The art of the courtyard garden
The best time to visit Cordoba is in spring, specifically May when the city opens its courtyards and patios for the great Cordoba Patio Festival. There’s a parade, dancing horses, flamenco, great food and plenty of wine – and there is also a hard-fought competition for the best patio in the city. This picture shows last year’s winner, Marroquies 6, in the city’s Santa Marina district. It was the second year in a row that this patio, which is shared by about 20 one and two-bedroom rental properties, took out first prize.
I visited Cordoba in December and missed all the excitement of the festival. Instead of being draped in bougainvillea I saw the city aglow with oranges. Though the private garden gates were closed, what I did see of Cordoba’s gardens and courtyards only made me want to return – in May this time!
For a start, I’d go back here, to the Alcazar gardens.
These are the gardens of the fortress/palace of the Christian monarchs of Cordoba. It was here that Ferdinand and Isabelle plotted the final assault on the Moors of Granada. And, ironically I think, the gardens here are inspired by the Moorish gardens of the Alhambra, where the Catholic couple finally routed the Muslims and proclaimed the reconquista of Spain complete in 1492. I saw the Alcazar gardens on a misty winter afternoon. Next time I’d like to see them on a sun-shiny spring day planted out with geraniums instead of marigolds. Something like this.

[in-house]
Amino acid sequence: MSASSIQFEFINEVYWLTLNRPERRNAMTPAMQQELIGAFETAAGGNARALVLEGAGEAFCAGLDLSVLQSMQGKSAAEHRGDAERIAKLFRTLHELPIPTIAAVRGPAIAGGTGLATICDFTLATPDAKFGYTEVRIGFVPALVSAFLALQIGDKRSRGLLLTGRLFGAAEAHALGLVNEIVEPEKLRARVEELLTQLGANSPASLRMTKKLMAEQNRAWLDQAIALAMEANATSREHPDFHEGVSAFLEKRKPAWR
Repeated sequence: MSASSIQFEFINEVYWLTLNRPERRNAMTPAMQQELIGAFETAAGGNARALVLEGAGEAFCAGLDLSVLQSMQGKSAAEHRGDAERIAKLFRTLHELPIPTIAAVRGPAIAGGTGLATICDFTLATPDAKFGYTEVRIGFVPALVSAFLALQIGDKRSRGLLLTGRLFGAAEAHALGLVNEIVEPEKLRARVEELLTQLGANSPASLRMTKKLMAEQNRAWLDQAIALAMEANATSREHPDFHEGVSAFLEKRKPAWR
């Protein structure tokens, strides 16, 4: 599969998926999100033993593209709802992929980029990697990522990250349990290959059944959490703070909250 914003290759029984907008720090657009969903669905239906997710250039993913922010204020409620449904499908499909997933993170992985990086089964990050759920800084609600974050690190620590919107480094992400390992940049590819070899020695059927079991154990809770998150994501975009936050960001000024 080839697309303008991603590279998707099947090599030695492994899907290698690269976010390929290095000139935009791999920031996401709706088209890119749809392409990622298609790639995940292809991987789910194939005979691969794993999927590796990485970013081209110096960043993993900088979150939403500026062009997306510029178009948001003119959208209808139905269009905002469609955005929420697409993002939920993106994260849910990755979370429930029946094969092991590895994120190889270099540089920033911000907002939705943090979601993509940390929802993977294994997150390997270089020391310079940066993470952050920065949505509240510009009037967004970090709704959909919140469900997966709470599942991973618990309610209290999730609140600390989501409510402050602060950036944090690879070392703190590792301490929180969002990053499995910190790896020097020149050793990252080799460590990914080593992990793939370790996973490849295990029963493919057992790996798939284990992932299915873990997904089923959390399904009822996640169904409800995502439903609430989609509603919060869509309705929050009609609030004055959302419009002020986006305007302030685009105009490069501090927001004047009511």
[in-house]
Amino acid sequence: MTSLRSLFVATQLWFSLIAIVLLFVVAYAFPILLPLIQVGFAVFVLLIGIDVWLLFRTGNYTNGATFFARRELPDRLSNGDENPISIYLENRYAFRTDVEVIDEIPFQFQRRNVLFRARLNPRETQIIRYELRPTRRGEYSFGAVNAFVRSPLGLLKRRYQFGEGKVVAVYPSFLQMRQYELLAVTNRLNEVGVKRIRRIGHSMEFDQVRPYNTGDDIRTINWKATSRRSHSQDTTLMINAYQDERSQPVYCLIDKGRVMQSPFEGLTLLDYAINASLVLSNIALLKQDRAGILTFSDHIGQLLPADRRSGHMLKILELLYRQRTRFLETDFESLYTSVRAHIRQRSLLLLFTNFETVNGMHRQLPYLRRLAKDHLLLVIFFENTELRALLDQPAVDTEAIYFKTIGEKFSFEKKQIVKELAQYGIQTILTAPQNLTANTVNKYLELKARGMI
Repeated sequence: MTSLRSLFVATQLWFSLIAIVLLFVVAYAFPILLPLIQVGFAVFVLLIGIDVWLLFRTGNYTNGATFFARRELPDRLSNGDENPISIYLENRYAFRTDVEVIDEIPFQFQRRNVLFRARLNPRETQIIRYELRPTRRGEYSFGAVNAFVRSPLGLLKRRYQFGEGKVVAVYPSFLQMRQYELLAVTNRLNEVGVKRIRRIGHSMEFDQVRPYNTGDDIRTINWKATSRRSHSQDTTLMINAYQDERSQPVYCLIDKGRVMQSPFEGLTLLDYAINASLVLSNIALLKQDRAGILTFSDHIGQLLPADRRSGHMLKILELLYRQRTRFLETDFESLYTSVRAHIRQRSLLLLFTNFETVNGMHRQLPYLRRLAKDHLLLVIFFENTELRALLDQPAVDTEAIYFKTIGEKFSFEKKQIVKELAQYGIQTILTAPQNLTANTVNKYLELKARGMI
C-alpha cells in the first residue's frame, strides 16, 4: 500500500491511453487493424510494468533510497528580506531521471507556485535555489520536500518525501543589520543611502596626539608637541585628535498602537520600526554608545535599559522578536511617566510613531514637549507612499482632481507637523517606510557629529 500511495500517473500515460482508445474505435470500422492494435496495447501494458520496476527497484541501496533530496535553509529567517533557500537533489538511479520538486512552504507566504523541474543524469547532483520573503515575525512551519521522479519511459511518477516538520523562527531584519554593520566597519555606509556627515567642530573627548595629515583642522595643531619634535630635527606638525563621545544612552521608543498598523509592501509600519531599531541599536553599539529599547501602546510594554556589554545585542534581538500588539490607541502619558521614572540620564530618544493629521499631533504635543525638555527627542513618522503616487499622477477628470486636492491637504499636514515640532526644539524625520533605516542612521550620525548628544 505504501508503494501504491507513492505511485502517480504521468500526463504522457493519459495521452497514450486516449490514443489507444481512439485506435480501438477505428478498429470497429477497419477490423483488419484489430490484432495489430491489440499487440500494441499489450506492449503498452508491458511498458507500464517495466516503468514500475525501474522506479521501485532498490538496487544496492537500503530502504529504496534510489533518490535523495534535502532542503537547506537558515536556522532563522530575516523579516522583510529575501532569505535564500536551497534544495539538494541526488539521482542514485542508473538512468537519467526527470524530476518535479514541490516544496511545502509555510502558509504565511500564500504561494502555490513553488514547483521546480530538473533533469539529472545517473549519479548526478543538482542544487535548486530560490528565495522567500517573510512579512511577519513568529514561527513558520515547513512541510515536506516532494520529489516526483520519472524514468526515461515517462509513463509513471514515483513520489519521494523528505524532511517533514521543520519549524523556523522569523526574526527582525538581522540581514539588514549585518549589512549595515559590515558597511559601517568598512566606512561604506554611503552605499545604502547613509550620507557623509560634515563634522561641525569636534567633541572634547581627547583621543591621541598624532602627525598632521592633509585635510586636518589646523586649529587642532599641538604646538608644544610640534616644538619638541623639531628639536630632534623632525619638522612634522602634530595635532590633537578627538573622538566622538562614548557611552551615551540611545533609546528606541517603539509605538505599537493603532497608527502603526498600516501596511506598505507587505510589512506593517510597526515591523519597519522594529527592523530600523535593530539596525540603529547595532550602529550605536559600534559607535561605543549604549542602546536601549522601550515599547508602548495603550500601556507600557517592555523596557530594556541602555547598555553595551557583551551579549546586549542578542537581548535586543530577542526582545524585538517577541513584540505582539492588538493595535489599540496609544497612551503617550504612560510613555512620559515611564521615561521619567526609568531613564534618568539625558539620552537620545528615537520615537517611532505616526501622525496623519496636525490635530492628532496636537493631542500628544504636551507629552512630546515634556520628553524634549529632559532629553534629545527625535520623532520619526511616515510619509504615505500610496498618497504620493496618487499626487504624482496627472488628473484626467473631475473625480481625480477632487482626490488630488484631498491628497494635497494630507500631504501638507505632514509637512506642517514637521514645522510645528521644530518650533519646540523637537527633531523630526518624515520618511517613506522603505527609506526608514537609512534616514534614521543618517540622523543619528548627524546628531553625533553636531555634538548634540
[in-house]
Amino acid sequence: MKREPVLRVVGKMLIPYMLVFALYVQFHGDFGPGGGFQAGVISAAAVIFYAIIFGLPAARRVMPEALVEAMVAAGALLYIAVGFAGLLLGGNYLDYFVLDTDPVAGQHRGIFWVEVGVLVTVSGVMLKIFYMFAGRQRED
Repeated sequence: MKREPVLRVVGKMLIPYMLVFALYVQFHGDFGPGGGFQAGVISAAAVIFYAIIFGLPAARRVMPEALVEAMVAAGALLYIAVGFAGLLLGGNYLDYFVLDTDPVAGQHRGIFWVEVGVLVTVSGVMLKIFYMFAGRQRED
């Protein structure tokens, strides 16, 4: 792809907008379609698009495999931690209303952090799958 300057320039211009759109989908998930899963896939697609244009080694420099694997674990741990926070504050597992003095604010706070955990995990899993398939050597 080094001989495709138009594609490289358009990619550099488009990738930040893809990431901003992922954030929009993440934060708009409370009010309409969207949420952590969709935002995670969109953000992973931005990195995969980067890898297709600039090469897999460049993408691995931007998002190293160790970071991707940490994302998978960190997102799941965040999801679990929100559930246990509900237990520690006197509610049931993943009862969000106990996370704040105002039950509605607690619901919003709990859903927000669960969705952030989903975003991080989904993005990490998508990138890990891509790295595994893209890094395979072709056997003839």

The gardens in competition in the Patio Festival are all residential gardens but many convents and religious buildings join in the festival without competing, as does the law department of the university and some of the hotels. Most famous of these out-of-competition patios are those of the Palacio de Viana. This 14th century palace is known at the Patio Museum and features 12 different courtyards that are open year-round.
Even a week before Christmas, the courtyards of Viana are lovely. The palace is anything but palatial from the street; this is architecture that focuses attention inwards. Partly this is the heritage of the ancient Romans, who built their houses around internal courtyards, and partly it is due to the city’s Moorish history and the Islamic idea that family life should take place in private.
So courtyard gardens have always been part of Cordoba, but the city’s patio culture really took off during the Industrial Revolution when large numbers of agricultural workers moved to the city. They made their urban lives a bit more like home by filling their patios with plants. Soon people were trying to outdo each other with patio ornamentation of not just flowers but ceramics, old agricultural tools and caged songbirds. In 1921 the city stepped in as umpire and the Patio Contest was born.
Some common themes – blue painted window frames because blue was traditionally believed to keep the mozzies away, fragrant plants like jasmine and orange blossom, brilliant swags of bougainvillea, and where possible, the sound and sight of water. This is Viana again, with dusty miller (Jacobaea maritima) in pots bordering an Alhambra-inspired pool, and resilient geraniums, blooming despite the chill.
Even in the dead of winter, the geraniums persist. In narrow alleyways like this one, pots of geraniums are hung on the walls, just waiting for some warmth to help them explode into colour.
By May the geraniums will be festooning the walls, the bougainvillea will scramble over pergolas, the orange trees will be fragrant with blossom and Cordoba will open its gates. Can the proud patio-gardeners of Marroquies 6 make it three in a row? I won’t be there to find out, but Sandra Ross will be, along with a group of Ross Garden travellers. I’ll make sure she reports back, so watch this space! If you’d like to join Sandra, check the itinerary here.